Senior Travis Crawford provides versatility, able to play either the outfield or catcher. “As an outfielder, Travis is athletic, has good range and a strong arm,’’ Plympton noted. “Our No. 2 hitter in the lineup, his top strengths are speed and power on his line drives.’’
Junior Drew Herlin is a left-handed D-H who’s got a “smooth swing.’’ He can also fill in at first base. “Drew hit .300 last year and he aims for the gaps,’’ Plympton said. “A hard-worker, he could be a starter at first base next year.’’
Junior Aidan Astorino has speed and that’s why Plympton plans to start him in centerfield. “Aidan has a strong arm and he covers lots of ground,’’ Plympton noted. “His hitting should improve as he adjusts to varsity pitching.’’
Two junior hurlers who excelled as sophomores are right-handers Cam Hasenfus and Nate Pennini. Hasenfus was 3-0 last year and had an earned-run average of 2.15. Pennini was 5-1 and had an E.R.A. of 2.80.
“Cam can also play the infield,’’ Plympton said. “One of our starters last year, he throws a fastball, change-up and a knuckle curve. He gets good movement and velocity on his fastball. His control also is dependable. Nate has very good control and knows how to manage a game. A competitor with a high baseball IQ, he throws a fastball, curve and slider and his change-up keeps hitters off balance. He can also play second base.’’
Junior Tom Gately can play either the outfield or third base. “Tom is a left-handed line-drive hitter,’’ Plympton offered. “He was one of our best hitters on the jayvees and joined the varsity for the playoffs. A quality fielder with good range, I like the talent he displays.’’
Two sophomores—catcher Leo Dowling and outfielder Johnny Prater—will be prime contributors.
“Leo is a tremendous catcher,’’ Plympton said. “I’m excited to have him behind the plate. A starter as a freshman, he gets in front of every ball, checks the runners at first and third, and his arm strength is improving. He knows the game and knows how to calm down a pitcher. Our upper-classmen pitchers are all comfortable working with him.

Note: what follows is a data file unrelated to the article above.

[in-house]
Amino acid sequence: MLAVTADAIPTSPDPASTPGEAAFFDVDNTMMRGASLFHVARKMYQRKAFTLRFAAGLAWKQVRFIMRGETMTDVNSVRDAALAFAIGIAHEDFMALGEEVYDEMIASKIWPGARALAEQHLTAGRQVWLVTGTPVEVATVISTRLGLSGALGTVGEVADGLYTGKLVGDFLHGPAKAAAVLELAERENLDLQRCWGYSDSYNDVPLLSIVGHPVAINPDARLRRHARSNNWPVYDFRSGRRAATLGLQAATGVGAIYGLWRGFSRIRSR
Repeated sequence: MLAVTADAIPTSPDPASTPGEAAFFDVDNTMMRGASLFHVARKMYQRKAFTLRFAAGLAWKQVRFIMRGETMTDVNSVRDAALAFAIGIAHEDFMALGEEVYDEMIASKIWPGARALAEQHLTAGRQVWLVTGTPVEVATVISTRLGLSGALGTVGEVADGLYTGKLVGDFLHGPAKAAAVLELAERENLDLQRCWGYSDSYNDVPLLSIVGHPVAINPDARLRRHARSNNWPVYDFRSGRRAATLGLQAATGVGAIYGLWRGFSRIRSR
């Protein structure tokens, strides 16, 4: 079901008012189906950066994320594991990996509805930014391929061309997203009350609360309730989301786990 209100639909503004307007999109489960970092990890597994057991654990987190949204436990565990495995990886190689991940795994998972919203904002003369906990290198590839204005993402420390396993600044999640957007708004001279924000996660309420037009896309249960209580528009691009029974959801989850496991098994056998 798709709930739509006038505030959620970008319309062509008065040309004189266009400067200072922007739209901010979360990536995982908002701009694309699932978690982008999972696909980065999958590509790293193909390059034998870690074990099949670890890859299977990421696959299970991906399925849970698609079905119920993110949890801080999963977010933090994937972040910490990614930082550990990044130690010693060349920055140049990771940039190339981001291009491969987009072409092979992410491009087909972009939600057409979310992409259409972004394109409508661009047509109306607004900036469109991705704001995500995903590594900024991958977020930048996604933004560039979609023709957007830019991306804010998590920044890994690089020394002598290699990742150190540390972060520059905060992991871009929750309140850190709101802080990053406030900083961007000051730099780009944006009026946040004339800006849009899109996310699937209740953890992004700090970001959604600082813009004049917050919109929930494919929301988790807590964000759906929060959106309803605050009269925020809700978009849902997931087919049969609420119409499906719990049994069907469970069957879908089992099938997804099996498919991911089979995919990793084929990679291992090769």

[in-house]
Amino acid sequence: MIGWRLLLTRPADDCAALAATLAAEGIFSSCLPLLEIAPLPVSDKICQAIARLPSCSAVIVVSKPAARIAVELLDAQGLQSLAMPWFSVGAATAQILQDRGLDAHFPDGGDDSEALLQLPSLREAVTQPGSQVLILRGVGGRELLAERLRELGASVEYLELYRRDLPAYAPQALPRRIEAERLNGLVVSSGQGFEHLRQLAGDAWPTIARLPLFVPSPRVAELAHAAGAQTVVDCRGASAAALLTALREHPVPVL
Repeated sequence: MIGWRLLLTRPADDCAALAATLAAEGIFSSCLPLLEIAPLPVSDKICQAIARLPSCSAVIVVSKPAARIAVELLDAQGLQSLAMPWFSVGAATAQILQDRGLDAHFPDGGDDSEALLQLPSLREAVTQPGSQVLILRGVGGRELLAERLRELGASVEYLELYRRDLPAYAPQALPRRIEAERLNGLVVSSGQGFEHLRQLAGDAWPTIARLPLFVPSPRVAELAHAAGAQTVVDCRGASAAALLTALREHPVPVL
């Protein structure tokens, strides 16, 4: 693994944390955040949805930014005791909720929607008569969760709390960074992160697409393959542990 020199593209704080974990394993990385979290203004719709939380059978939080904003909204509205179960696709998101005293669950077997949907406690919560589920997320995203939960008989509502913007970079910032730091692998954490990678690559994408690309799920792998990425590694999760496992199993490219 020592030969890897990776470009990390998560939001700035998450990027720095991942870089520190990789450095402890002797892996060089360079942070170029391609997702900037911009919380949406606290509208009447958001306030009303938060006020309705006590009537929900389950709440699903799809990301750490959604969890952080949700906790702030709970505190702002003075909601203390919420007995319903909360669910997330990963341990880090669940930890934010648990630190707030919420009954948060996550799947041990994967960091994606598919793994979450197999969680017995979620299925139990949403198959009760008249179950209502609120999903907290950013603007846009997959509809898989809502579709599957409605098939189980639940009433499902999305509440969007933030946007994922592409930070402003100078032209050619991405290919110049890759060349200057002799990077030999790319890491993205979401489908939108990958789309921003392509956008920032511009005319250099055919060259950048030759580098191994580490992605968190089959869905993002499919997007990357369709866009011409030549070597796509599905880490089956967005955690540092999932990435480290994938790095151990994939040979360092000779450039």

“Johnny is a hard worker who’s become a reliable outfielder. I expect him to take the next step.’’
Plympton has a formidable staff of assistants who no doubt will be valuable in the transition to Division 1 baseball.
Jim Danielson and Nolan Bradley are varsity assistants; Jason Connelly is the jayvee head coach and his assistants are Dan Close and Peter Ingraham; Mike Roche is the freshman head coach, and Wayne Simarrian is a freshman assistant. “We’re fortunate to have such a quality staff,’’ Plympton said.
A native of Wrentham who played two varsity seasons of baseball at KP, the 30-year-old Plympton relies on a competitive philosophy that stresses reaching one’s potential and having fun.
“When those things occur, winning will be the by-product,’’ he emphasized. “And valuable life lessons can be learned in athletics, like being prepared, working hard and overcoming adversity. Leadership and setting goals can also be learned and I want our players to respect others, respect the game and be role models.’’
The Warriors have qualified for tourney play in all of Plympton’s first three years at the helm. His fourth season will likely be successful again. 
“We’ll rely on different styles and approaches,’’ he emphasized. “Depending on each game, we can either use power or play small ball. We’ll be versatile and we’ll be quick to adapt.’’
KP’s baseball players are a resilient bunch and their ascent to Division 1 just might be the motivating factor for continued success.